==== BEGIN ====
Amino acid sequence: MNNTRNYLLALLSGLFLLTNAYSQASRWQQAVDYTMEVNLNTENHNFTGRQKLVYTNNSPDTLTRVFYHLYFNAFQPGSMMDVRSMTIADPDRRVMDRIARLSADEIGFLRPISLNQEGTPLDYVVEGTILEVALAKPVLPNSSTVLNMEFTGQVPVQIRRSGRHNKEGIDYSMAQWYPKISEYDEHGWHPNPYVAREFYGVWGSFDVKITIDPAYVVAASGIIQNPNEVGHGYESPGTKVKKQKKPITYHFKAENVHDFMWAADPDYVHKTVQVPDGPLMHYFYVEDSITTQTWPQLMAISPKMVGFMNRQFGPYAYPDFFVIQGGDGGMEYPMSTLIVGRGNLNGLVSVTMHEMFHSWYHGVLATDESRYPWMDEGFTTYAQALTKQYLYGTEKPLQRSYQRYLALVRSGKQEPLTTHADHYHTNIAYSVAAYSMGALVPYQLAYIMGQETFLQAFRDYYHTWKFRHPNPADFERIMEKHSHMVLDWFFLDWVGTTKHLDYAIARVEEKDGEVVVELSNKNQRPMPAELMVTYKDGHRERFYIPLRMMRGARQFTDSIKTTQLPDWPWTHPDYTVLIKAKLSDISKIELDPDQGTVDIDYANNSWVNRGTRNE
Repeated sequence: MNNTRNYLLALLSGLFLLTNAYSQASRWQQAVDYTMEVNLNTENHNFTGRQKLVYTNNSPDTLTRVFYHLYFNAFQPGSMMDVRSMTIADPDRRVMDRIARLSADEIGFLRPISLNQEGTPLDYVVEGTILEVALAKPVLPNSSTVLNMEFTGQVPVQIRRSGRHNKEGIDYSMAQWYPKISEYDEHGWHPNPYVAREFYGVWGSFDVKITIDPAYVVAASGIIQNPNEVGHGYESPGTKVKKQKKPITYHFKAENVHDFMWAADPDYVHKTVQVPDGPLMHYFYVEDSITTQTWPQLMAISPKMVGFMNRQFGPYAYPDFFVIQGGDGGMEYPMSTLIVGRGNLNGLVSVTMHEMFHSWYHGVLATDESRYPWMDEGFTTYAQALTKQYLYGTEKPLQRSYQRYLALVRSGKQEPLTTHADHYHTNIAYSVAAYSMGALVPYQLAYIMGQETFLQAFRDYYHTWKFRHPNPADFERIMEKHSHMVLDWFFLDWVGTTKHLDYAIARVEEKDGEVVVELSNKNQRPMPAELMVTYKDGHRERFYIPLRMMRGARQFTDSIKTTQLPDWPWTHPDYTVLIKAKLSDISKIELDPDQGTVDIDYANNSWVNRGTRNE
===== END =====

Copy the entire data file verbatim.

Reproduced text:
Amino acid sequence: MNNTRNYLLALLSGLFLLTNAYSQASRWQQAVDYTMEVNLNTENHNFTGRQKLVYTNNSPDTLTRVFYHLYFNAFQPGSMMDVRSMTIADPDRRVMDRIARLSADEIGFLRPISLNQEGTPLDYVVEGTILEVALAKPVLPNSSTVLNMEFTGQVPVQIRRSGRHNKEGIDYSMAQWYPKISEYDEHGWHPNPYVAREFYGVWGSFDVKITIDPAYVVAASGIIQNPNEVGHGYESPGTKVKKQKKPITYHFKAENVHDFMWAADPDYVHKTVQVPDGPLMHYFYVEDSITTQTWPQLMAISPKMVGFMNRQFGPYAYPDFFVIQGGDGGMEYPMSTLIVGRGNLNGLVSVTMHEMFHSWYHGVLATDESRYPWMDEGFTTYAQALTKQYLYGTEKPLQRSYQRYLALVRSGKQEPLTTHADHYHTNIAYSVAAYSMGALVPYQLAYIMGQETFLQAFRDYYHTWKFRHPNPADFERIMEKHSHMVLDWFFLDWVGTTKHLDYAIARVEEKDGEVVVELSNKNQRPMPAELMVTYKDGHRERFYIPLRMMRGARQFTDSIKTTQLPDWPWTHPDYTVLIKAKLSDISKIELDPDQGTVDIDYANNSWVNRGTRNE
Repeated sequence: MNNTRNYLLALLSGLFLLTNAYSQASRWQQAVDYTMEVNLNTENHNFTGRQKLVYTNNSPDTLTRVFYHLYFNAFQPGSMMDVRSMTIADPDRRVMDRIARLSADEIGFLRPISLNQEGTPLDYVVEGTILEVALAKPVLPNSSTVLNMEFTGQVPVQIRRSGRHNKEGIDYSMAQWYPKISEYDEHGWHPNPYVAREFYGVWGSFDVKITIDPAYVVAASGIIQNPNEVGHGYESPGTKVKKQKKPITYHFKAENVHDFMWAADPDYVHKTVQVPDGPLMHYFYVEDSITTQTWPQLMAISPKMVGFMNRQFGPYAYPDFFVIQGGDGGMEYPMSTLIVGRGNLNGLVSVTMHEMFHSWYHGVLATDESRYPWMDEGFTTYAQALTKQYLYGTEKPLQRSYQRYLALVRSGKQEPLTTHADHYHTNIAYSVAAYSMGALVPYQLAYIMGQETFLQAFRDYYHTWKFRHPNPADFERIMEKHSHMVLDWFFLDWVGTTKHLDYAIARVEEKDGEVVVELSNKNQRPMPAELMVTYKDGHRERFYIPLRMMRGARQFTDSIKTTQLPDWPWTHPDYTVLIKAKLSDISKIELDPDQGTVDIDYANNSWVNRGTRNE